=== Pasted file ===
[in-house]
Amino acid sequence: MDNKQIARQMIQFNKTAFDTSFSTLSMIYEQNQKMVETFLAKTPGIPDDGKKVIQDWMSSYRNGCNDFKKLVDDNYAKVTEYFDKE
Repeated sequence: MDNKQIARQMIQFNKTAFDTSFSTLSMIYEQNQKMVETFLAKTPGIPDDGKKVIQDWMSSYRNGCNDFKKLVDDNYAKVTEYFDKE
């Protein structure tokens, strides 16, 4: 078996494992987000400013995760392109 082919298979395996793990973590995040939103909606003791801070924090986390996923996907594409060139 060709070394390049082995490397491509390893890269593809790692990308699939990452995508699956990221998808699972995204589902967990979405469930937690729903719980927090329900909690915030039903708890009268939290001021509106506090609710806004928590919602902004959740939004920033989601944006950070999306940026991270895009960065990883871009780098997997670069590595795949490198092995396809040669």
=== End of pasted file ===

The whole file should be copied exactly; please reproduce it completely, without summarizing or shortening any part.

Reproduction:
[in-house]
Amino acid sequence: MDNKQIARQMIQFNKTAFDTSFSTLSMIYEQNQKMVETFLAKTPGIPDDGKKVIQDWMSSYRNGCNDFKKLVDDNYAKVTEYFDKE
Repeated sequence: MDNKQIARQMIQFNKTAFDTSFSTLSMIYEQNQKMVETFLAKTPGIPDDGKKVIQDWMSSYRNGCNDFKKLVDDNYAKVTEYFDKE
């Protein structure tokens, strides 16, 4: 078996494992987000400013995760392109 082919298979395996793990973590995040939103909606003791801070924090986390996923996907594409060139 060709070394390049082995490397491509390893890269593809790692990308699939990452995508699956990221998808699972995204589902967990979405469930937690729903719980927090329900909690915030039903708890009268939290001021509106506090609710806004928590919602902004959740939004920033989601944006950070999306940026991270895009960065990883871009780098997997670069590595795949490198092995396809040669």